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Threading your Block Rockit Properly

Threading your Block Rockit Properly
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Properly threading your machine is essential to having a good stitch.

Improperly threading your machine can cause loops in the stitch, break the thread, or tangle the thread into a ‘bird’s nest’, causing your machine to seize up. 

In this post you'll see why we always talk about correct threading:

Threading your Block Rockit Properly

Properly threading your machine is essential to having a good stitch. Improperly threading your machine can cause loops in the stitch, break the thread, or tangle the thread into a ‘bird’s nest’, causing your machine to seize up. For instructions on threading your machine, refer to the Block Rockit’s user manual or the following video:

Video of threading machine

After you have threaded your machine, you should check often to make sure that it is still threaded properly. If you’re having problems with your stitch, first check your threading. Improperly threaded machines are common and an easy fix.

Check the thread guides to make sure the thread has caught all of them. 

This is a commonly missed thread guide on the Block Rockit

 

Results of missing this particular Thread Guide on the Block Rockit (This is the Back Side of the quilt)

 

Here is a properly threaded Block Rockit

The thread should have a straight, unobstructed path. Make sure the tension discs are free of lint and that the thread is securely in between the disks. Make sure the thread goes through the hole in the shaft above the needle before it goes through the eye of the needle. (This is a commonly missed step that will cause lots of issues)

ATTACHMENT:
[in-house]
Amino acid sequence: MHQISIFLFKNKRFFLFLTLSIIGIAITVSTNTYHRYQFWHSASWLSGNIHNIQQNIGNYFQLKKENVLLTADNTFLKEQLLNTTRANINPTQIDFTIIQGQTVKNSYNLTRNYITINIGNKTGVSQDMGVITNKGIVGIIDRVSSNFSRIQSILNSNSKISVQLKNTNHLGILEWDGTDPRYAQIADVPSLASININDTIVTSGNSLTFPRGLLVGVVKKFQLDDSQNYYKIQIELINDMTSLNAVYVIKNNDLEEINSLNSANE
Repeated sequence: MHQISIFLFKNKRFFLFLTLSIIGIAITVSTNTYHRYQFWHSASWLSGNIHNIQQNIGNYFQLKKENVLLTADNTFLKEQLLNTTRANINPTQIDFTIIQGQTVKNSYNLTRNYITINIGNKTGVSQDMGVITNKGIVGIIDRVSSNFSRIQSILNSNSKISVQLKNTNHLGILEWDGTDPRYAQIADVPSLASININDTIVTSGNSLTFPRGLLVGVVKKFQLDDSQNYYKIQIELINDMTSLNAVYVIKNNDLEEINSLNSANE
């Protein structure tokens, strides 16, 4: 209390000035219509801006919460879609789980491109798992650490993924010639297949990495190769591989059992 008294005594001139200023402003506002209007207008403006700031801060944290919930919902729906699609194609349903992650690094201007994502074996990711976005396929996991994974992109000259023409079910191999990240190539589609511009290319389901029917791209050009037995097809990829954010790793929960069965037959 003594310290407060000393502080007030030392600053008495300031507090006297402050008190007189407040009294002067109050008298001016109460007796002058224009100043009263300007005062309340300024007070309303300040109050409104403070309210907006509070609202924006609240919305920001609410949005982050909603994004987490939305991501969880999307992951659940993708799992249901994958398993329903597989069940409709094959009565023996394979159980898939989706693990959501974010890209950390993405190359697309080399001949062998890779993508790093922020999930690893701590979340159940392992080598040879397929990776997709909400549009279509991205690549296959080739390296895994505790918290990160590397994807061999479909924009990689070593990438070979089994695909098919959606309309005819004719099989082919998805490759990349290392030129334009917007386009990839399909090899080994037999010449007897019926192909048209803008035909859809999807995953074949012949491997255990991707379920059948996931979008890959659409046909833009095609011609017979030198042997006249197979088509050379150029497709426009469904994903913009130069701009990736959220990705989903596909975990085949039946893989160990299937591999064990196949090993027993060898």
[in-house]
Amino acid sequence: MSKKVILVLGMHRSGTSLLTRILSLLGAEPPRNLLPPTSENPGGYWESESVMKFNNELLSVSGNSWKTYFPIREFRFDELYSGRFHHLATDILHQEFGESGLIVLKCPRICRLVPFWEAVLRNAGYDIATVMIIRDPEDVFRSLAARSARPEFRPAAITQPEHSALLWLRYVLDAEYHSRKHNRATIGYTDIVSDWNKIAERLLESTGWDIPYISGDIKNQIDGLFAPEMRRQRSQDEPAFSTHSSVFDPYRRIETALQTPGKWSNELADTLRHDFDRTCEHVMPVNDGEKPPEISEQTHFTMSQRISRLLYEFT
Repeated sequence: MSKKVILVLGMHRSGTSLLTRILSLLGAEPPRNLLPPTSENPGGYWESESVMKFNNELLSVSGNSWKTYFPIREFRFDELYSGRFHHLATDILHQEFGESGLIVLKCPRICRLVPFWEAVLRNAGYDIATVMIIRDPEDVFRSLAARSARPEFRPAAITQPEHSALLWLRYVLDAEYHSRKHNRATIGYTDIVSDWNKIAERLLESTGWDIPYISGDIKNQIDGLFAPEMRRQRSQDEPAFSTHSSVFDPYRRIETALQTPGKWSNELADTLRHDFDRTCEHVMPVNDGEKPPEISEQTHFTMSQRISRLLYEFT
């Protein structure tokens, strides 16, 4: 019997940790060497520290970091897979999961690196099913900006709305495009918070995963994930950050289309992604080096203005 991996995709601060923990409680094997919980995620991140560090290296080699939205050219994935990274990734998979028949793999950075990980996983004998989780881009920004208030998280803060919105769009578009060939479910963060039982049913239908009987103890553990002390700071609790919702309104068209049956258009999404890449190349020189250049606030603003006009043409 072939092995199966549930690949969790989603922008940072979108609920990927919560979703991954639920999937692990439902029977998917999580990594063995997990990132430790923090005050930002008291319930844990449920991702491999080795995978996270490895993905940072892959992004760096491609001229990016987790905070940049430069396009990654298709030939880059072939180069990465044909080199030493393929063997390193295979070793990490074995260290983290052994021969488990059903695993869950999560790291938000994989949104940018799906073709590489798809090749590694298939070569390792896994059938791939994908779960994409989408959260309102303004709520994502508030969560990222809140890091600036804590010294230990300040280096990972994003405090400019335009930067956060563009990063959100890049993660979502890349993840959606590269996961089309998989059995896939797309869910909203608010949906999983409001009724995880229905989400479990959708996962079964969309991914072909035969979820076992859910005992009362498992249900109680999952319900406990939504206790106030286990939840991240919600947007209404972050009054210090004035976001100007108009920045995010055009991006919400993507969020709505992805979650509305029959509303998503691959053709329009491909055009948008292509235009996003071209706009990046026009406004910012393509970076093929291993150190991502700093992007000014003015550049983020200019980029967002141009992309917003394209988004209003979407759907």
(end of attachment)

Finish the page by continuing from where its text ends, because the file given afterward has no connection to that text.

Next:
Make sure that the needle is in your machine correctly, with the scarf (the scoop in the neck) facing towards the back of your machine and in all the way.

When I worked as an operator in an industrial sewing factory we would run our machines all day long. Some days my machine would be working perfectly, and other days that the thread would break over and over, or I would have issues with my stitches or needles breaking. Instead of calling for a mechanic at the first sign of trouble, our supervisors required us to check a couple of things first.

First we had to check our threading (no obstructions in the way of our thread, and through every tension disc correctly). Second, check our needles, making sure they were in straight and all the way with in with no burrs on the end. Third we had to make sure our machine was oiled. And fourth we had to make sure it was clean and free of any lint in the tension knobs. If all of these were ok, and the machine still did not work, then we were able to call the mechanic to come look at our machine. It was surprising how many times the issue was incorrect threading or our thread being caught on something on our sewing table. 

It’s very important to go through these troubleshooting steps with any sewing machine, especially your Block Rockit, and many times your problem will be solved quickly!

**If you still find yourself having problems, have a friend take a look. Sometimes a set of fresh eyes can spot a problem that you are missing. If you still can’t figure it out, please give us a call at KathyQuilts! You can even FaceTime or Skype with us, and we will help you get your machine up and running smoothly. 


About the Author

Rachel graduated from Brigham Young University in 2009 with a teaching degree in Family and Consumer Science. She went on to teach and train industrial sewing operators until 2012. She is now a stay at home mom and works part time from home for Kathy Quilts. She loves to travel, create things, watch movies, go to Disneyland, read, and spend time with her husband and kids.

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